There are instances in the book of ‘Proverbs’ where Wisdom is personified as a female. She is depicted as a figure with a home inviting those in need of wisdom to enter. She says ‘Come, eat of my bread and drink of the wine I have mixed. Lay aside immaturity, and live, and walk in the way of insight.’ She not only identifies herself as the divine companion, but also as the source of order in society and success in life. She is also personified as the ideal woman for an Israelite man in a section titled ‘Ode to a Capable Wife.’ There is debate about the status and place of ‘Woman Wisdom’ in relation to the divine. Some have interpreted her as a companion to the divine, an abstraction, an extension to the divine, or a Goddess. In ‘Proverbs’ ‘wisdom speaks of herself as having been created before anything else and as Yahweh’s companion and even assistant at the creation of the ordered world.’ It has also been argued that personifying Wisdom as a woman adds a mythical nature to proverbs. This would line up with the ancient Near Eastern view that every male deity had a female counterpart.

It may be easier to understand the personification of wisdom as a woman if she is placed in comparison to the other female mentioned in ‘Proverbs,’ who is portrayed as a prostitute, adulteress, and a woman with much seductive speech. She is given the designation of being a ‘foreign’ or ‘strange’ woman. The victims she claims are among the simple ones, young men without sense. The young man of ‘Proverbs 6:7’ is repeatedly warned to avoid such a woman. Old Testament scholar Michael Coogan suggests that ‘aside from being good advice, this may reflect the biblical insistence on marriage within the community.’ Furthermore, interspersed in the passages are admonitions for the young man ‘to rather seek after Woman Wisdom instead.’ In this way, the ‘foreign woman is a counterpart to Wisdom and can be interpreted symbolically as her alternate designation, ‘foolish woman.” The Woman Wisdom becomes that which one comes home to and the Strange Woman that which you run from. An important distinction in this context is the ‘foreign or strange woman’ is a non-Israelite woman such that during this period of history there is a ‘biblical insistence on marriage within the community.’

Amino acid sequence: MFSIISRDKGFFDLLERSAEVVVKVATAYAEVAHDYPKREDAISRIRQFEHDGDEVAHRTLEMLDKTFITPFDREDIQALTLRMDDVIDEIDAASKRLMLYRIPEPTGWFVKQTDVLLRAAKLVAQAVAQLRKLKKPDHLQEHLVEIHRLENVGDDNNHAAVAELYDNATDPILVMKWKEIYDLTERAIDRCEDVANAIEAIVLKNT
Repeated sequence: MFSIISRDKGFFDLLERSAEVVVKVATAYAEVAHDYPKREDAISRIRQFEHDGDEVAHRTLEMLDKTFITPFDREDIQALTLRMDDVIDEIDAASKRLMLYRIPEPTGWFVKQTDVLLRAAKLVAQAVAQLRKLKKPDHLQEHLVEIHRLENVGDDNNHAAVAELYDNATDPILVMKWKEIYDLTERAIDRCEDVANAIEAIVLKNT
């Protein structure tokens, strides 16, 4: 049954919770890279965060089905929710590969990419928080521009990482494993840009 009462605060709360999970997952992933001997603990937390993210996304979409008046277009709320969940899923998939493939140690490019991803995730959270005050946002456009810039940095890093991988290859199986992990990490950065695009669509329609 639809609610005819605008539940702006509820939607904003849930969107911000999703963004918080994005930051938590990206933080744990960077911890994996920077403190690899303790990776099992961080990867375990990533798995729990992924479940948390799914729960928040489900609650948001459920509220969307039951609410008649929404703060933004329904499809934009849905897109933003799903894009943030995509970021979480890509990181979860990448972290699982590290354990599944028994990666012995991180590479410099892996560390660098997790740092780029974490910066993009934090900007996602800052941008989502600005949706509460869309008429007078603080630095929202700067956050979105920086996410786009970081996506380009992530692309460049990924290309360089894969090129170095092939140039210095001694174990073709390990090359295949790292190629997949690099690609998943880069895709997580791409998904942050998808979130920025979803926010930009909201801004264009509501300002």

Hebraic wisdom literature downplays the philosophical discussion on the basis of the moral life that was common in the Greek world at that time. In Hebrew wisdom literature, the standard of good and the reason for good conduct is existing law, custom, and individual eudaemonistics (a system of ethics that evaluates actions in terms of their capacity to produce happiness). Social philosophies developing concurrently in Greece, by contrast, encourage good behavior for the health of the state, families, or from fear of reprisal. While the wisdom books, particularly ‘Ecclesiastes,’ note that punishment may follow from poor choices, the laws of goodness and rightness are God’s and should be followed because they are ordained good by God. Wisdom is represented as the result of human reflection, and thus as the guide in all the affairs of life but predetermination of good remains God’s prerogative. The wisdom texts emphasize human powers as bestowed directly by God; it is identified with the fear of God, an extension of which is obedience to the Jewish law.